No my complaint against the economist (or rather one of the journalists at the economist, since I am sure there are others there nearer my view) is this – it is pure rose tinted glasses stuff:

    “A NEW economic force is rising in Asia. Growing at an annual pace of 7% in the last quarter of 2003, it left both the old guard of Europe and the big shot, America, for dust. With its exports surging by 17.9% (at an annualised rate) in the three months from October to December, its monetary authorities are struggling to keep its currency down. Meanwhile, its firms are scrambling to add capacity to meet the demands of customers at home and abroad: investment in fixed capital grew by 22% in the final quarter of 2003 (again, at an annualised rate).

    This new force is not China, the aggressive upstart, but Japan, the forgotten giant of Asia. Its GDP figures for the fourth quarter, released on Wednesday February 18th, were its best for over 13 years.”

    I’m sorry, I’m going to say it: I think you have to be extremely silly to write spin like this in a purportedly intelligent economics magazine. But the proof here will be in the eating: wait until the spring Bandini.

    Bernard, perhaps I should make clear here is that one of the things that got me into blogging and the internet was preoccupation with what was happening in Japan, and what implications it migh have for all of us here in Europe.

    I have a page on my website on the topic:

    http://www.edwardhugh.net/japan.html

    and I used to maintain a separate Japan blog:

    http://www.japanjapan.blogspot.com/

    Japan unfortunately is dying. The problem is demographic, and they don’t accept immigrants with any relish at all.

  10. Well we’ll see. I note anecdotally that almost all What Car magazine’s cars of the years (in varying sectors) were Japanese.

    But also although you are right about the ageing population, this is true (less severely) for all economies, and Japan has two advantages a) a relatively small propotion of its population at work (so it can increase it relatively easily) and b) a large current account surplus.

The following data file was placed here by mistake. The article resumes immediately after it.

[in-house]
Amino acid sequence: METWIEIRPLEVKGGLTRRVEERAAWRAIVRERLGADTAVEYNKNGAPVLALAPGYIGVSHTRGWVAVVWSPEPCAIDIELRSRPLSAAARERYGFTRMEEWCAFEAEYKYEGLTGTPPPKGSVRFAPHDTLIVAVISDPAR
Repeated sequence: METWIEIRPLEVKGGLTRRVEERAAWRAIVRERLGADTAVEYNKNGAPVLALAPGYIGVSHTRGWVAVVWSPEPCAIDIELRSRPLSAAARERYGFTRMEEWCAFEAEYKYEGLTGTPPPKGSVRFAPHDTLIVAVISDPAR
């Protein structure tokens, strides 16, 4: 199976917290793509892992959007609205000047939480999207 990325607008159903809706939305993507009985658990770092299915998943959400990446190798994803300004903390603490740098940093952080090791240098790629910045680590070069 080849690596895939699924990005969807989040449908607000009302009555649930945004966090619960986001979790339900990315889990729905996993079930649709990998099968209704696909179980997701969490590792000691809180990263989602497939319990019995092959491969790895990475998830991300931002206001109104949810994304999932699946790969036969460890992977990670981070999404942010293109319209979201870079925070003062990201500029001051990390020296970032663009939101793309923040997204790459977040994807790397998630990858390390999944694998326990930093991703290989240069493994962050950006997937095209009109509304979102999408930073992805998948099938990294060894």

11. “a relatively small propotion of its population at work (so it can increase it relatively easily)”

    More difficult than it seems Mathew, the large scale reductions in welfare benefits assumed by the reforms throw the biggest weight onto Japan’s female population to do the care. Now most ‘solutions’ to the ageing crisis assume that participation rates will rise, of course there is little evidence anywhere to really back up this hypothesis, even in the US they are falling right now, as long term invalidity rates rise (see my ‘obesity’ post). And of course in Japan the strength of the family ties is seen as a great advantage of their social system.

    Well let me tell you from my own personal experience (my wife) it is simply not possible for a woman to work and care for an aged parent with say Alzheimer. Of course, here in Spain, everyone has recourse to cheap illegal labour from Ecuador or Columbia to fill the gap, labour which effectively can never be regularised since most of the people contracting them simply could not afford the minimum wage and social security contributions. But in Japan, as a much more regulated society, even this is not possible.

    So here 2 plus two cannot equal six, and I do not buy the growing participation rates at the same time as a reduction in state welfare.

    The balance of payments surplus is of course valid, but then we need to examine how Japan runs a two sector economy: internal and external, and how internal inefficiencies effectively are the other side of highly competitive external prices. So what they call strategic ‘torrential rain exports’ (I don’t suppose you remember the old UK motor cycle industry in the 60’s, and don’t anyone dare in this context tell me jobs don’t migrate) effectively are paid for by pricing distortions internally.

    So what happens is that the non performing loans keep piling up. Now when there is inflation this is no particular problem since you can sweat them off, but with deflation, the weight of the debts keeps rising. One more problem not mentioned in the Economist.

    In fact, would you really go so far as to call the Japanese economy a capitalist one? Many well-informed Japanese commentators call it ‘financial socialism’. The banks will at some stage have to be nationalised, then it will become official.

    Then there is the ideas of all these greying, balding people pioneering a great productivity revolution in an era of dramatically accelerating technical change, and globalised R&D labour markets (of course some European economies like Germany have the same problem, I agree, but two wrongs don’t make a right). I’m afraid in the end I don’t buy any of this ‘rose tinted’ view, and I will only be convinced by thorough and coherent analysis (I’m not talking about you here Mathew) and not by cheap 7% growth headlines.

    What was it Vian said: ‘froth on the daydream’.

    Unfortunately I’ve been thinking about this problem too much. I only wish I hadn’t. I think I had better get back to ‘India Shining’.